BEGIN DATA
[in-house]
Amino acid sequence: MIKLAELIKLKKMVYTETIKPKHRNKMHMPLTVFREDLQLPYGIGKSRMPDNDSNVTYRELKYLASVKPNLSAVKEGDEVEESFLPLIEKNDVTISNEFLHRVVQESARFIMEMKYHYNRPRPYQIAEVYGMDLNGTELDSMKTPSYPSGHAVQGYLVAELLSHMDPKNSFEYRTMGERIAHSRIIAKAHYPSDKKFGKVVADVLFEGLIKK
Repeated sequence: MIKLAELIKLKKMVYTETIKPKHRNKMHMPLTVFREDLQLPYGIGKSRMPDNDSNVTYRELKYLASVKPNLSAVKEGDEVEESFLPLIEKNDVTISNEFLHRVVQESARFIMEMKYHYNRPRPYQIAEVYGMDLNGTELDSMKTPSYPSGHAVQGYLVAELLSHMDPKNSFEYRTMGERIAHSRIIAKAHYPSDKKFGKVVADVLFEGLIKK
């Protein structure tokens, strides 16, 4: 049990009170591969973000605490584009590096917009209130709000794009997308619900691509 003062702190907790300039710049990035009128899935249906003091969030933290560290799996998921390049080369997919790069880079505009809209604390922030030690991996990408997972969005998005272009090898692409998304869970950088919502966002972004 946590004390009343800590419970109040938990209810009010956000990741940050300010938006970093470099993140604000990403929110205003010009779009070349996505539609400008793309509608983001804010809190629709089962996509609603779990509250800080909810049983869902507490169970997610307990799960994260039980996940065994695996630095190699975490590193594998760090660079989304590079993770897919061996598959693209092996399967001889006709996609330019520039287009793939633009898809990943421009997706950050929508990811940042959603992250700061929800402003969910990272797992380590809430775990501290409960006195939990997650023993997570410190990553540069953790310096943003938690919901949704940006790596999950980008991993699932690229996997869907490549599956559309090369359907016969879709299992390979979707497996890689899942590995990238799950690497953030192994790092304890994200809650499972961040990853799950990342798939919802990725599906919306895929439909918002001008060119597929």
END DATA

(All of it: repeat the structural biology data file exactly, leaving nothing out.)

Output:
[in-house]
Amino acid sequence: MIKLAELIKLKKMVYTETIKPKHRNKMHMPLTVFREDLQLPYGIGKSRMPDNDSNVTYRELKYLASVKPNLSAVKEGDEVEESFLPLIEKNDVTISNEFLHRVVQESARFIMEMKYHYNRPRPYQIAEVYGMDLNGTELDSMKTPSYPSGHAVQGYLVAELLSHMDPKNSFEYRTMGERIAHSRIIAKAHYPSDKKFGKVVADVLFEGLIKK
Repeated sequence: MIKLAELIKLKKMVYTETIKPKHRNKMHMPLTVFREDLQLPYGIGKSRMPDNDSNVTYRELKYLASVKPNLSAVKEGDEVEESFLPLIEKNDVTISNEFLHRVVQESARFIMEMKYHYNRPRPYQIAEVYGMDLNGTELDSMKTPSYPSGHAVQGYLVAELLSHMDPKNSFEYRTMGERIAHSRIIAKAHYPSDKKFGKVVADVLFEGLIKK
């Protein structure tokens, strides 16, 4: 049990009170591969973000605490584009590096917009209130709000794009997308619900691509 003062702190907790300039710049990035009128899935249906003091969030933290560290799996998921390049080369997919790069880079505009809209604390922030030690991996990408997972969005998005272009090898692409998304869970950088919502966002972004 946590004390009343800590419970109040938990209810009010956000990741940050300010938006970093470099993140604000990403929110205003010009779009070349996505539609400008793309509608983001804010809190629709089962996509609603779990509250800080909810049983869902507490169970997610307990799960994260039980996940065994695996630095190699975490590193594998760090660079989304590079993770897919061996598959693209092996399967001889006709996609330019520039287009793939633009898809990943421009997706950050929508990811940042959603992250700061929800402003969910990272797992380590809430775990501290409960006195939990997650023993997570410190990553540069953790310096943003938690919901949704940006790596999950980008991993699932690229996997869907490549599956559309090369359907016969879709299992390979979707497996890689899942590995990238799950690497953030192994790092304890994200809650499972961040990853799950990342798939919802990725599906919306895929439909918002001008060119597929």